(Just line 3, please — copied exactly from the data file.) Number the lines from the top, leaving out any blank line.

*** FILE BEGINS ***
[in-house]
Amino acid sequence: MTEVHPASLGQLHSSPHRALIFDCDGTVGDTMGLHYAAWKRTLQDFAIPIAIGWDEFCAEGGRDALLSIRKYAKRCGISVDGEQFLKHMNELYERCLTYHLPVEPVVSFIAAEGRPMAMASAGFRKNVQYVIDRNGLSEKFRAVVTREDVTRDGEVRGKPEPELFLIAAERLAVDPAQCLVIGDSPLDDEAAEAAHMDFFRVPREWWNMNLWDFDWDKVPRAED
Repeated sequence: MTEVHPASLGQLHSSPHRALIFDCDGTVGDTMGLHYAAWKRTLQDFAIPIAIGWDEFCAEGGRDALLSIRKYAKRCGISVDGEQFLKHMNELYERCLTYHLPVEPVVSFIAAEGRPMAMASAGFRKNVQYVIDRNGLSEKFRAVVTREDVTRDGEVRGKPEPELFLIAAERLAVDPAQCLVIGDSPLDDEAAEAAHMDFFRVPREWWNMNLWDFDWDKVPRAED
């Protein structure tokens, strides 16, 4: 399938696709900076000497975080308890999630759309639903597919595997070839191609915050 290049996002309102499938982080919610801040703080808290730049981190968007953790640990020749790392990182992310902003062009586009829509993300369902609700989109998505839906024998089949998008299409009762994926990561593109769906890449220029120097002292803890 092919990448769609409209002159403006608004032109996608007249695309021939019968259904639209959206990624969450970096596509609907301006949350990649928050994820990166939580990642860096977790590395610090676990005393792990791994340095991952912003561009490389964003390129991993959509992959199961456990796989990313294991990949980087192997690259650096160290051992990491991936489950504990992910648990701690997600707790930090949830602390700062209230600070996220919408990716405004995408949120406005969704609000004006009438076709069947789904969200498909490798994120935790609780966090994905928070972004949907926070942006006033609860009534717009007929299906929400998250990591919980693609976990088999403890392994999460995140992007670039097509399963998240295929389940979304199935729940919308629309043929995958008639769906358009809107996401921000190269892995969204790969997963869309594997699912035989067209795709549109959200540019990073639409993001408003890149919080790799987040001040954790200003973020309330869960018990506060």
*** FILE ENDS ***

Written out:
Repeated sequence: MTEVHPASLGQLHSSPHRALIFDCDGTVGDTMGLHYAAWKRTLQDFAIPIAIGWDEFCAEGGRDALLSIRKYAKRCGISVDGEQFLKHMNELYERCLTYHLPVEPVVSFIAAEGRPMAMASAGFRKNVQYVIDRNGLSEKFRAVVTREDVTRDGEVRGKPEPELFLIAAERLAVDPAQCLVIGDSPLDDEAAEAAHMDFFRVPREWWNMNLWDFDWDKVPRAED